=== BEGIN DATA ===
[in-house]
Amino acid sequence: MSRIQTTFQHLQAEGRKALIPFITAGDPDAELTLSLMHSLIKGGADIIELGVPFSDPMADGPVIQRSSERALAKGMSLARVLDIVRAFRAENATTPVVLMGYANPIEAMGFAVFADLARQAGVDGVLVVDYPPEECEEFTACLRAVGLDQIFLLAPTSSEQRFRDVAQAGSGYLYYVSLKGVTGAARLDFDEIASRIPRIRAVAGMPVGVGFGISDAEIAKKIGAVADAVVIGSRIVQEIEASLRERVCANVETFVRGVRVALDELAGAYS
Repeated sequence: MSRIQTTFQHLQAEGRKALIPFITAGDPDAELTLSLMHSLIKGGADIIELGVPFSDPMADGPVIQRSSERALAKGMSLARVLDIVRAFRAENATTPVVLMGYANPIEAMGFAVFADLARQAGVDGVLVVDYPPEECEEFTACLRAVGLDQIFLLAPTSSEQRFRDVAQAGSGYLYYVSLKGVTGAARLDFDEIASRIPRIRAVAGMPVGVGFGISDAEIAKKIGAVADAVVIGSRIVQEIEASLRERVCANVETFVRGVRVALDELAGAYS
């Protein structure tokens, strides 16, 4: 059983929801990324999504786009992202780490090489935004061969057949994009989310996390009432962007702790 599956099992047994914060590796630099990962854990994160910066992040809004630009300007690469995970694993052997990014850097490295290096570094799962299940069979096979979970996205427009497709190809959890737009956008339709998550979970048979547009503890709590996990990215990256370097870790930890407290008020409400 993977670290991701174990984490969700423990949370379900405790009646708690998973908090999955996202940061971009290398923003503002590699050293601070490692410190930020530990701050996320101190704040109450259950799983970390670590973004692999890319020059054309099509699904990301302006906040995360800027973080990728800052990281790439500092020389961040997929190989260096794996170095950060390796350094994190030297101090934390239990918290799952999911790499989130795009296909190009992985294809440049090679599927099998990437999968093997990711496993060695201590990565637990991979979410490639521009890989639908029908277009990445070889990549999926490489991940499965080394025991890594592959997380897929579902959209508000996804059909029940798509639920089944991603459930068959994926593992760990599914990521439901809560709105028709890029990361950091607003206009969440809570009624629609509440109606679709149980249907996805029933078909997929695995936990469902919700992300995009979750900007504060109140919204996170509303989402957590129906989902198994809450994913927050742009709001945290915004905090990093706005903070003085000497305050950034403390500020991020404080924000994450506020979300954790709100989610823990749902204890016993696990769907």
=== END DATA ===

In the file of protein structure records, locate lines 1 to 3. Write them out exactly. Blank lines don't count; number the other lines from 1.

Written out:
[in-house]
Amino acid sequence: MSRIQTTFQHLQAEGRKALIPFITAGDPDAELTLSLMHSLIKGGADIIELGVPFSDPMADGPVIQRSSERALAKGMSLARVLDIVRAFRAENATTPVVLMGYANPIEAMGFAVFADLARQAGVDGVLVVDYPPEECEEFTACLRAVGLDQIFLLAPTSSEQRFRDVAQAGSGYLYYVSLKGVTGAARLDFDEIASRIPRIRAVAGMPVGVGFGISDAEIAKKIGAVADAVVIGSRIVQEIEASLRERVCANVETFVRGVRVALDELAGAYS
Repeated sequence: MSRIQTTFQHLQAEGRKALIPFITAGDPDAELTLSLMHSLIKGGADIIELGVPFSDPMADGPVIQRSSERALAKGMSLARVLDIVRAFRAENATTPVVLMGYANPIEAMGFAVFADLARQAGVDGVLVVDYPPEECEEFTACLRAVGLDQIFLLAPTSSEQRFRDVAQAGSGYLYYVSLKGVTGAARLDFDEIASRIPRIRAVAGMPVGVGFGISDAEIAKKIGAVADAVVIGSRIVQEIEASLRERVCANVETFVRGVRVALDELAGAYS